Are Your Instructions Creating Your Employees’ Problems?
By Susan Ford Collins
Years ago I was a consultant to a government organization struggling to create a now-familiar sign. They were considering two choices: 1- In case of fire don’t take the elevator… leaving people frightened and undirected. Or 2- In case of fire don’t take the elevator; use the stairs and post directions to nearby stairwells. After numerous tests it was clear which choice worked better to quickly and calmly move people out of danger.
Keep this in mind: We have a Positive Command Brain…
to the brain, all statements are positive!
Understanding not statements involves two vital steps.
- First- To make sense of the words, our brain automatically and unconsciously removes the not. So don’t use the elevator immediately becomes do use the elevator in the brain.
- Second- We must remember the “not” and provide positive instructions… use the stairs.
Unfortunately we frequently forget to take that essential second step!
Don’t play with matches
A sales manager at Kimberly-Clark told a story in one of my seminars that tragically reinforces the danger of using not instructions, especially with kids. Three months before, Kevin and his wife left their son with a sitter. As they pulled on their coats, Kevin heard her say, “Bobby, don’t play with matches while we’re out. Promise me you won’t.” Kevin thought it was strange because Bobby was afraid of matches, but they were running late so he let it go.
In the car, Barbara said that afternoon she had seen a TV show about kids who set fires while they were staying with sitters. Scenes of badly-burned children kept playing in her mind so she felt that she had to say something to protect their son. They enjoyed dinner and headed home.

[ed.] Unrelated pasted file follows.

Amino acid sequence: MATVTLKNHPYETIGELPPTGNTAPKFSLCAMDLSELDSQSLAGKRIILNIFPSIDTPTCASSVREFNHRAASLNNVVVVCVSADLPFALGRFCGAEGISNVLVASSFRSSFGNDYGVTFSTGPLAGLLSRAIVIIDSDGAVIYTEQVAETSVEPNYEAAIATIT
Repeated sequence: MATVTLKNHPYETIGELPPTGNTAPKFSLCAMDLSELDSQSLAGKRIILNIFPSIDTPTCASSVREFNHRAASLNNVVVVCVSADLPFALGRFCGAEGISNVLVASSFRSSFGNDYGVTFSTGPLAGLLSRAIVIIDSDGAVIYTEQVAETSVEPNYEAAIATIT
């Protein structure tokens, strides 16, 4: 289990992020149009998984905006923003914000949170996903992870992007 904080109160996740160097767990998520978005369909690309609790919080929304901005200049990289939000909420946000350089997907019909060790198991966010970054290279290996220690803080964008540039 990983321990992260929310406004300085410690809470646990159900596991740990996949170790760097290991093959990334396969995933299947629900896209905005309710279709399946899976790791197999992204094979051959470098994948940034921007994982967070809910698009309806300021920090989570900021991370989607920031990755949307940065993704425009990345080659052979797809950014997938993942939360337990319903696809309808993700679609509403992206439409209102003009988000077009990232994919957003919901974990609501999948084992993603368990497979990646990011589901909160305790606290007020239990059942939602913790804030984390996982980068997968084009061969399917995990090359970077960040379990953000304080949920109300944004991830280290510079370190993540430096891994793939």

When they turned onto their street, they saw fire trucks on their lawn. Their son had followed her not instruction. He had played with matches and set fire to the drapes. The sitter called 911 who rushed him to the hospital where he was treated for life-threatening burns.
What could that concerned mom have done if she wanted their son to be safe while they were gone?
She could have created an action plan… leaving specific TV shows and games… and then carefully explained it to the sitter and Bobby. Plus silently remembering to put all the matches out of reach of course.
Afterward Kevin added, “As tragic as it was, thinking about it now, I know this experience will help me at work too. I’ve been making the same mistakes with my employees! I tell them what I don’t want instead of what I do want. Then when they do that, I yell. Susan, thanks to you explanation, I realize that I was the one creating their problems! From now on I’m going to think my instructions all the way through and tell them what I do want in detail.
* For more on the 10 Success and Leadership Skills, read The Joy of Success.
Caroline Dowd-Higgins interviews Susan Ford Collins:
Are You Using All 10 Success Skills?
Susan Ford Collins is “America’s Premier Success and Leadership Coach”-CNN.
She is the creator of THE TECHNOLOGY of SUCCESS, the powerful leadership system used in more than 3,000 training programs in major corporations and organizations, turnarounds and startups.
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